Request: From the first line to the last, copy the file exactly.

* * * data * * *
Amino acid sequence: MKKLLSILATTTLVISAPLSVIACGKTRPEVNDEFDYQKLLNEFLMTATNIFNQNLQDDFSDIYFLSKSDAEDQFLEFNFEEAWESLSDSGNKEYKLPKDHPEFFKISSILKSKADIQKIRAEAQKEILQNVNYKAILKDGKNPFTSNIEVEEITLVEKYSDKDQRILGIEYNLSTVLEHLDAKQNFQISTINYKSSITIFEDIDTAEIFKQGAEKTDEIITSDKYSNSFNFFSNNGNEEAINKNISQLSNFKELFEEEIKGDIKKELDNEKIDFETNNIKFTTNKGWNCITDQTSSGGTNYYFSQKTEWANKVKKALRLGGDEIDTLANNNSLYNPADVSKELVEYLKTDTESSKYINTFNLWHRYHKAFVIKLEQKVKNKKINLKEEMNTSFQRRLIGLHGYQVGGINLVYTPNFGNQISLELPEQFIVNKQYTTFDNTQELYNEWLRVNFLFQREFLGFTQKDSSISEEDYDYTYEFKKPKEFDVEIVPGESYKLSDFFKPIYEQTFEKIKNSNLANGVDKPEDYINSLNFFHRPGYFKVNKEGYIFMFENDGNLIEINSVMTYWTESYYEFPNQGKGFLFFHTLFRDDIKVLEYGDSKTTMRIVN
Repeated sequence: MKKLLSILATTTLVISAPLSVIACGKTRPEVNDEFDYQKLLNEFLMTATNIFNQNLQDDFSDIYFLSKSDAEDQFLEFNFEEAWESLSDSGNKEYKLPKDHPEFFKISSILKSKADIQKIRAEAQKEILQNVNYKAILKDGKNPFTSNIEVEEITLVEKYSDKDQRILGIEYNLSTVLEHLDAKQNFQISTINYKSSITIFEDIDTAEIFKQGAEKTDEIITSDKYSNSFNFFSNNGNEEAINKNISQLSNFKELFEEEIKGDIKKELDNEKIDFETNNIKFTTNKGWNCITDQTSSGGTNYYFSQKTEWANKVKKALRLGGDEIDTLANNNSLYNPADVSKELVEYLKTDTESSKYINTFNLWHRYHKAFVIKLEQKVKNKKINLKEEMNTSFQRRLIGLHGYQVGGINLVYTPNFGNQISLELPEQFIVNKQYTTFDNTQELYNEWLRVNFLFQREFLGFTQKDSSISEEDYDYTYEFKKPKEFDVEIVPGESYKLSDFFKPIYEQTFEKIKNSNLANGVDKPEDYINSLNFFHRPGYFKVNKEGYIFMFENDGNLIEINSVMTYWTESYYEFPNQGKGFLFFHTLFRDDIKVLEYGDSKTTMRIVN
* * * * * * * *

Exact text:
Amino acid sequence: MKKLLSILATTTLVISAPLSVIACGKTRPEVNDEFDYQKLLNEFLMTATNIFNQNLQDDFSDIYFLSKSDAEDQFLEFNFEEAWESLSDSGNKEYKLPKDHPEFFKISSILKSKADIQKIRAEAQKEILQNVNYKAILKDGKNPFTSNIEVEEITLVEKYSDKDQRILGIEYNLSTVLEHLDAKQNFQISTINYKSSITIFEDIDTAEIFKQGAEKTDEIITSDKYSNSFNFFSNNGNEEAINKNISQLSNFKELFEEEIKGDIKKELDNEKIDFETNNIKFTTNKGWNCITDQTSSGGTNYYFSQKTEWANKVKKALRLGGDEIDTLANNNSLYNPADVSKELVEYLKTDTESSKYINTFNLWHRYHKAFVIKLEQKVKNKKINLKEEMNTSFQRRLIGLHGYQVGGINLVYTPNFGNQISLELPEQFIVNKQYTTFDNTQELYNEWLRVNFLFQREFLGFTQKDSSISEEDYDYTYEFKKPKEFDVEIVPGESYKLSDFFKPIYEQTFEKIKNSNLANGVDKPEDYINSLNFFHRPGYFKVNKEGYIFMFENDGNLIEINSVMTYWTESYYEFPNQGKGFLFFHTLFRDDIKVLEYGDSKTTMRIVN
Repeated sequence: MKKLLSILATTTLVISAPLSVIACGKTRPEVNDEFDYQKLLNEFLMTATNIFNQNLQDDFSDIYFLSKSDAEDQFLEFNFEEAWESLSDSGNKEYKLPKDHPEFFKISSILKSKADIQKIRAEAQKEILQNVNYKAILKDGKNPFTSNIEVEEITLVEKYSDKDQRILGIEYNLSTVLEHLDAKQNFQISTINYKSSITIFEDIDTAEIFKQGAEKTDEIITSDKYSNSFNFFSNNGNEEAINKNISQLSNFKELFEEEIKGDIKKELDNEKIDFETNNIKFTTNKGWNCITDQTSSGGTNYYFSQKTEWANKVKKALRLGGDEIDTLANNNSLYNPADVSKELVEYLKTDTESSKYINTFNLWHRYHKAFVIKLEQKVKNKKINLKEEMNTSFQRRLIGLHGYQVGGINLVYTPNFGNQISLELPEQFIVNKQYTTFDNTQELYNEWLRVNFLFQREFLGFTQKDSSISEEDYDYTYEFKKPKEFDVEIVPGESYKLSDFFKPIYEQTFEKIKNSNLANGVDKPEDYINSLNFFHRPGYFKVNKEGYIFMFENDGNLIEINSVMTYWTESYYEFPNQGKGFLFFHTLFRDDIKVLEYGDSKTTMRIVN